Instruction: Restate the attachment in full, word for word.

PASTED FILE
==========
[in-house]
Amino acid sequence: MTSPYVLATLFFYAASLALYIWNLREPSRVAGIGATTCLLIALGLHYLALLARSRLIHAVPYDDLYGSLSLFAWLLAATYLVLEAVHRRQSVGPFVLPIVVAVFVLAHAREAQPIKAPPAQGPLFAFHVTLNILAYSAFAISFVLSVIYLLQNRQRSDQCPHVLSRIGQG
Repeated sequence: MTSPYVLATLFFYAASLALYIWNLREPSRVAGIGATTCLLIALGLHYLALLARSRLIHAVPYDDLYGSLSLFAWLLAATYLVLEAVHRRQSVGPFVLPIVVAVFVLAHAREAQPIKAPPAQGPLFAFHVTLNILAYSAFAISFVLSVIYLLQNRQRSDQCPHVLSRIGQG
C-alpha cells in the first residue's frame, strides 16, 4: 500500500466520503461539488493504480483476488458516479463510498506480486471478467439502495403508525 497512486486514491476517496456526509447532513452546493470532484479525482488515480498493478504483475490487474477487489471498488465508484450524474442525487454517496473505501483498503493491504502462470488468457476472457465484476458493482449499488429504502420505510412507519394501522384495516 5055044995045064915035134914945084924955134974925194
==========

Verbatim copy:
[in-house]
Amino acid sequence: MTSPYVLATLFFYAASLALYIWNLREPSRVAGIGATTCLLIALGLHYLALLARSRLIHAVPYDDLYGSLSLFAWLLAATYLVLEAVHRRQSVGPFVLPIVVAVFVLAHAREAQPIKAPPAQGPLFAFHVTLNILAYSAFAISFVLSVIYLLQNRQRSDQCPHVLSRIGQG
Repeated sequence: MTSPYVLATLFFYAASLALYIWNLREPSRVAGIGATTCLLIALGLHYLALLARSRLIHAVPYDDLYGSLSLFAWLLAATYLVLEAVHRRQSVGPFVLPIVVAVFVLAHAREAQPIKAPPAQGPLFAFHVTLNILAYSAFAISFVLSVIYLLQNRQRSDQCPHVLSRIGQG
C-alpha cells in the first residue's frame, strides 16, 4: 500500500466520503461539488493504480483476488458516479463510498506480486471478467439502495403508525 497512486486514491476517496456526509447532513452546493470532484479525482488515480498493478504483475490487474477487489471498488465508484450524474442525487454517496473505501483498503493491504502462470488468457476472457465484476458493482449499488429504502420505510412507519394501522384495516 5055044995045064915035134914945084924955134974925194